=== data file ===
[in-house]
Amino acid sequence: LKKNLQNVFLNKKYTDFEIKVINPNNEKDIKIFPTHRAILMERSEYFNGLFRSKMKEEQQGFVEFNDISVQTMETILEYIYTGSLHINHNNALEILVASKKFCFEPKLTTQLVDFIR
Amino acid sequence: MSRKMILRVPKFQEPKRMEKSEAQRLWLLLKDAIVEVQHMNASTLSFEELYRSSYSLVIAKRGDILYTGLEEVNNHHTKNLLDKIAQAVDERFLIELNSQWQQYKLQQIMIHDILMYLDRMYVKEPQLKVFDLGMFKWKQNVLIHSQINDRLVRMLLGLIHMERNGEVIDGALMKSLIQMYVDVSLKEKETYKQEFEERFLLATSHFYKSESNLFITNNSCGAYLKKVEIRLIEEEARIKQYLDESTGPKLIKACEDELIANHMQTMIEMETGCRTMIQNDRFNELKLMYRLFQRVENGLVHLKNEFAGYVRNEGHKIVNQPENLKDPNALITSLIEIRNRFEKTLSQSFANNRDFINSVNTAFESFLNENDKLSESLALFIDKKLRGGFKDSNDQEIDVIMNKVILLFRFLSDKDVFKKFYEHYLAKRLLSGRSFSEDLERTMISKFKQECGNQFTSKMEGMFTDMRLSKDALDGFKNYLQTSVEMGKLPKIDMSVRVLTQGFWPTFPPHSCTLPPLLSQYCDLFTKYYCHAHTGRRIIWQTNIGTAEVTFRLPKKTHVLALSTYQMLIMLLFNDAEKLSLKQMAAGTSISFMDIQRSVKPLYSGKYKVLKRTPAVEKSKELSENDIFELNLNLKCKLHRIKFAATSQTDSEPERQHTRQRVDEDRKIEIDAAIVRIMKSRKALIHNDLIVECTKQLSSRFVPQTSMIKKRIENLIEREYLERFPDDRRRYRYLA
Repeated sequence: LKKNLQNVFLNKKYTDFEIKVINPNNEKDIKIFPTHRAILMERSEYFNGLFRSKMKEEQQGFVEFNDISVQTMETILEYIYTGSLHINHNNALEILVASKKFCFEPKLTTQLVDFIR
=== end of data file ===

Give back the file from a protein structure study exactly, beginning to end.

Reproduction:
[in-house]
Amino acid sequence: LKKNLQNVFLNKKYTDFEIKVINPNNEKDIKIFPTHRAILMERSEYFNGLFRSKMKEEQQGFVEFNDISVQTMETILEYIYTGSLHINHNNALEILVASKKFCFEPKLTTQLVDFIR
Amino acid sequence: MSRKMILRVPKFQEPKRMEKSEAQRLWLLLKDAIVEVQHMNASTLSFEELYRSSYSLVIAKRGDILYTGLEEVNNHHTKNLLDKIAQAVDERFLIELNSQWQQYKLQQIMIHDILMYLDRMYVKEPQLKVFDLGMFKWKQNVLIHSQINDRLVRMLLGLIHMERNGEVIDGALMKSLIQMYVDVSLKEKETYKQEFEERFLLATSHFYKSESNLFITNNSCGAYLKKVEIRLIEEEARIKQYLDESTGPKLIKACEDELIANHMQTMIEMETGCRTMIQNDRFNELKLMYRLFQRVENGLVHLKNEFAGYVRNEGHKIVNQPENLKDPNALITSLIEIRNRFEKTLSQSFANNRDFINSVNTAFESFLNENDKLSESLALFIDKKLRGGFKDSNDQEIDVIMNKVILLFRFLSDKDVFKKFYEHYLAKRLLSGRSFSEDLERTMISKFKQECGNQFTSKMEGMFTDMRLSKDALDGFKNYLQTSVEMGKLPKIDMSVRVLTQGFWPTFPPHSCTLPPLLSQYCDLFTKYYCHAHTGRRIIWQTNIGTAEVTFRLPKKTHVLALSTYQMLIMLLFNDAEKLSLKQMAAGTSISFMDIQRSVKPLYSGKYKVLKRTPAVEKSKELSENDIFELNLNLKCKLHRIKFAATSQTDSEPERQHTRQRVDEDRKIEIDAAIVRIMKSRKALIHNDLIVECTKQLSSRFVPQTSMIKKRIENLIEREYLERFPDDRRRYRYLA
Repeated sequence: LKKNLQNVFLNKKYTDFEIKVINPNNEKDIKIFPTHRAILMERSEYFNGLFRSKMKEEQQGFVEFNDISVQTMETILEYIYTGSLHINHNNALEILVASKKFCFEPKLTTQLVDFIR